BK virus (BKV) is an important pathogen and cause of nephropathy in recipients of renal transplants, but its clinical significance in patients following hematopoetic stem cell transplantation (HSCT) is less well described. Over a 10 month period we prospectively measured BKV (by quantitative PCR) in the blood and urine of 103 patients who had undergone previous allogeneic HSCT [HLA-identical donor (n = 58), alternative donor (HLA-mismatched-related, matched-unrelated, or cord) (n = 45)] and who were receiving inpatient or outpatient post-transplant care. The median time from transplantation to the last follow-up virus sampling was 422 days (range = 12 to 3456 days), and the cohort included patients undergoing transplants as early as 1998 through 2007. BK viruria was manifest at any time during the period of measurement in 62% of the patients. Only 16% (16/103) developed BK viremia. All patients with BK viremia also had detectable BK viruria. In 38 patients who underwent BKV monitoring beginning immediately after transplant, development of BK viruria was an early phenomenon (median 26 days post-transplant, range = 4 to 274 days), while BK viremia occurred later (median 157 days post-transplant, range = 62 to 323 days). More recipients of alternative donor transplants compared to HLA-identical transplants developed BK viruria (75% vs 53%, P = 0.03) and BK viremia (24% vs 9%, P = 0.02). Given the tropism of BKV for the genitourinary tract and its association with hemorrhagic cystitis, urinalyses from all patients were analyzed for the presence and number of red blood cells (RBCs). Those patients with microscopic hematuria (81/103) had significantly higher levels of urinary BKV than patients without hematuria (P < 0.001), and there was a suggestion that the degree of hematuria was directly related to the amount of urinary virus, since a subset of patients with more pronounced hematuria (> 5 RBCs per high-powered microscopic field) had higher levels of urinary BKV than those with only small numbers of urinary RBCs (P = 0.06). Blood BKV levels were not associated with hematuria. The presence of BK viremia and/or viruria were not significantly associated with renal function, as measured by the mean serum creatinine, although 2/16 patients with BK viremia developed biopsy proven BKV interstitial nephritis, with one requiring hemodialysis. In summary, BK viruria is a common early finding in patients undergoing allogeneic HSCT, especially in those who do not have HLA-identical donors. Our data support the claim that BKV urinary infection is associated with hematuria post-HSCT. BK viremia occurs later and less commonly. Investigation of a larger number of patients is warranted to establish the incidence of and risk factors for BKV nephropathy in the allogeneic HSCT setting.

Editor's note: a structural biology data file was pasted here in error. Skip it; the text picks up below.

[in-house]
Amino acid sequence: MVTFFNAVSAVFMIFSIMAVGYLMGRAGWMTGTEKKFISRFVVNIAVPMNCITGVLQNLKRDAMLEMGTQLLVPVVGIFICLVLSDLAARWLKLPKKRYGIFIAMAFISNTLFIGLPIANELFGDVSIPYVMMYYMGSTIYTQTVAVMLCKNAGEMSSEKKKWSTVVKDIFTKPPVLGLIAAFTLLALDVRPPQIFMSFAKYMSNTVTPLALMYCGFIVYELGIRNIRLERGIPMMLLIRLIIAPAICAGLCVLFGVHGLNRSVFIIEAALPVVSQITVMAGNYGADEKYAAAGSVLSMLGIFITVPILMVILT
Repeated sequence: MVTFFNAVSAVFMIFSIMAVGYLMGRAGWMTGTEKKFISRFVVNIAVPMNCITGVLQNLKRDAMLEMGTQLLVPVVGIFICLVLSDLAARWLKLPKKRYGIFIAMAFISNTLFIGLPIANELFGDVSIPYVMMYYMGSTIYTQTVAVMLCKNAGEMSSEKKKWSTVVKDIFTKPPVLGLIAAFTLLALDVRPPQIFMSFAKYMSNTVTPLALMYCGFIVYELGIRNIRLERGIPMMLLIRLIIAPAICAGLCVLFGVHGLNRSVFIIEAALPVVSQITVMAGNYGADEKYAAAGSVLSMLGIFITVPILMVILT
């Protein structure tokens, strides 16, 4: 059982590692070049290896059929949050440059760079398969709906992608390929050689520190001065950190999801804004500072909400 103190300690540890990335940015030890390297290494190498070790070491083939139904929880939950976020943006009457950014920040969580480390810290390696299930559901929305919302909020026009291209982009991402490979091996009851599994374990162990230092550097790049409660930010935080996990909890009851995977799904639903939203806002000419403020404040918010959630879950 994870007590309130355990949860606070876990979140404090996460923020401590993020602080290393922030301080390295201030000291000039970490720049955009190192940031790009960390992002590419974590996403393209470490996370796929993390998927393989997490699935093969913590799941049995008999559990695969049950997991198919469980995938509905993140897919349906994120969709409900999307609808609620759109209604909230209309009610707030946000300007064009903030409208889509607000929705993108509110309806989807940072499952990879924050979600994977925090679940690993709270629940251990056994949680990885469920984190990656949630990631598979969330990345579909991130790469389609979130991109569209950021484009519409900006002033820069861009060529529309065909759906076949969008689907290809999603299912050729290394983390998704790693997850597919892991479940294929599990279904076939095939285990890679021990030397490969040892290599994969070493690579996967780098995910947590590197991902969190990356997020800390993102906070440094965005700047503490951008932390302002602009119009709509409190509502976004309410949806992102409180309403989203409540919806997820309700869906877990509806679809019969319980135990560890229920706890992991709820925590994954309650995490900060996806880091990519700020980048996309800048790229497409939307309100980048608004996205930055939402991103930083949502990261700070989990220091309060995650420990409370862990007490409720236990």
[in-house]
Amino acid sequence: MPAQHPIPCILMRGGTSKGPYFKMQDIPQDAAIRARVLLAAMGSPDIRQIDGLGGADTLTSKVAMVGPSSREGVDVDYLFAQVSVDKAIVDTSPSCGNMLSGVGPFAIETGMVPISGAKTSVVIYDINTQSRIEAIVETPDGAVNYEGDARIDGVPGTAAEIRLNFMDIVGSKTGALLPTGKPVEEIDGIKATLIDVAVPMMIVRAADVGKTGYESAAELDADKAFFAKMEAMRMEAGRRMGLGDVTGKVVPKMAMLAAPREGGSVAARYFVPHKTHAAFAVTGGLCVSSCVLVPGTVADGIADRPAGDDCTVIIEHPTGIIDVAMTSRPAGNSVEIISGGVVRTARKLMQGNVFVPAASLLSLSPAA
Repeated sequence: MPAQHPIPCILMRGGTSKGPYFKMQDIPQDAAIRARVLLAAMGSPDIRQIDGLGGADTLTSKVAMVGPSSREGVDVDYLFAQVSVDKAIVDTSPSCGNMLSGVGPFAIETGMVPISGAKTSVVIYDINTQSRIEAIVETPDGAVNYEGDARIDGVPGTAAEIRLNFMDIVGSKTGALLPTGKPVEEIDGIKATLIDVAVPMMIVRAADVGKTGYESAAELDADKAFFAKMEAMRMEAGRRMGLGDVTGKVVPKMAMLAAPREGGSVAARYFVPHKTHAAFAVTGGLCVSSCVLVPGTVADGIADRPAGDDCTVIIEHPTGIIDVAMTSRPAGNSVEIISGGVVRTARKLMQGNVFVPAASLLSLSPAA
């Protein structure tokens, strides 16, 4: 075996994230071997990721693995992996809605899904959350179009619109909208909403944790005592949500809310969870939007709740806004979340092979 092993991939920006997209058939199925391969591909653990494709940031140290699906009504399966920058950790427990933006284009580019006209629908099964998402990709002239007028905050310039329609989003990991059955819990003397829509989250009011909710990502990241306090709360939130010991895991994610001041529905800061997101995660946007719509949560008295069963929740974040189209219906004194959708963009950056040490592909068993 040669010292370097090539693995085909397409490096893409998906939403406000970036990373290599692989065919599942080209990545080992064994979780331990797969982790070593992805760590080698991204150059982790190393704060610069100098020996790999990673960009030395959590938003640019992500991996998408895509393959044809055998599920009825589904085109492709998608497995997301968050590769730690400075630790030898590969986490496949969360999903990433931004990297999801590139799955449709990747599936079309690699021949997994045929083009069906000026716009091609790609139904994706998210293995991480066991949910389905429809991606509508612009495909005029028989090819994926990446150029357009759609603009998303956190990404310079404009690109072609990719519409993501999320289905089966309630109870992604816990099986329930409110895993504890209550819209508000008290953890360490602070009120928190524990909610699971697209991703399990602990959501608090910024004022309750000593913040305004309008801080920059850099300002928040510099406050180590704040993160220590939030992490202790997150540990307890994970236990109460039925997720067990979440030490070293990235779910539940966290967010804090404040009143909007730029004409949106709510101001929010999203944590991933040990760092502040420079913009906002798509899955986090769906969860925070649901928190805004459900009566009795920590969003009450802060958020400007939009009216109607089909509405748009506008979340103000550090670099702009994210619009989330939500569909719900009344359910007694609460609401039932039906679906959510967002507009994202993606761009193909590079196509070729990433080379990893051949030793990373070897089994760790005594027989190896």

Disclosure: No relevant conflicts of interest to declare.